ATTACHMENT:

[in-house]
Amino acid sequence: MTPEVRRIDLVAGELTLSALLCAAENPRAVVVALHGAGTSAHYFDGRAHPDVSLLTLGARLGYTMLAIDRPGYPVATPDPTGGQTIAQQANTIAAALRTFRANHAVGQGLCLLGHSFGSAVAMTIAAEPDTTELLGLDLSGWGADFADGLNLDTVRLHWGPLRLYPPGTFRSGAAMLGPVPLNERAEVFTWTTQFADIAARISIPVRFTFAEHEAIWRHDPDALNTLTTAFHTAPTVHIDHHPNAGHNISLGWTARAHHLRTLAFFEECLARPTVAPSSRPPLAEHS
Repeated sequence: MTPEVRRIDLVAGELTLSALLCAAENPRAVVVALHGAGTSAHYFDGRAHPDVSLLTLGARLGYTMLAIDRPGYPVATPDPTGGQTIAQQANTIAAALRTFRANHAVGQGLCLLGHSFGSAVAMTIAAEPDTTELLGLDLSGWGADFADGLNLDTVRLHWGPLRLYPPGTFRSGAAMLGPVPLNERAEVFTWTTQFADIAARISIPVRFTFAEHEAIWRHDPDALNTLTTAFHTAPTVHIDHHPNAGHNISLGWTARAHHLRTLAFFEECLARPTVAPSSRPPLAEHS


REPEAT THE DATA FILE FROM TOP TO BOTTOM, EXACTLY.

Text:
[in-house]
Amino acid sequence: MTPEVRRIDLVAGELTLSALLCAAENPRAVVVALHGAGTSAHYFDGRAHPDVSLLTLGARLGYTMLAIDRPGYPVATPDPTGGQTIAQQANTIAAALRTFRANHAVGQGLCLLGHSFGSAVAMTIAAEPDTTELLGLDLSGWGADFADGLNLDTVRLHWGPLRLYPPGTFRSGAAMLGPVPLNERAEVFTWTTQFADIAARISIPVRFTFAEHEAIWRHDPDALNTLTTAFHTAPTVHIDHHPNAGHNISLGWTARAHHLRTLAFFEECLARPTVAPSSRPPLAEHS
Repeated sequence: MTPEVRRIDLVAGELTLSALLCAAENPRAVVVALHGAGTSAHYFDGRAHPDVSLLTLGARLGYTMLAIDRPGYPVATPDPTGGQTIAQQANTIAAALRTFRANHAVGQGLCLLGHSFGSAVAMTIAAEPDTTELLGLDLSGWGADFADGLNLDTVRLHWGPLRLYPPGTFRSGAAMLGPVPLNERAEVFTWTTQFADIAARISIPVRFTFAEHEAIWRHDPDALNTLTTAFHTAPTVHIDHHPNAGHNISLGWTARAHHLRTLAFFEECLARPTVAPSSRPPLAEHS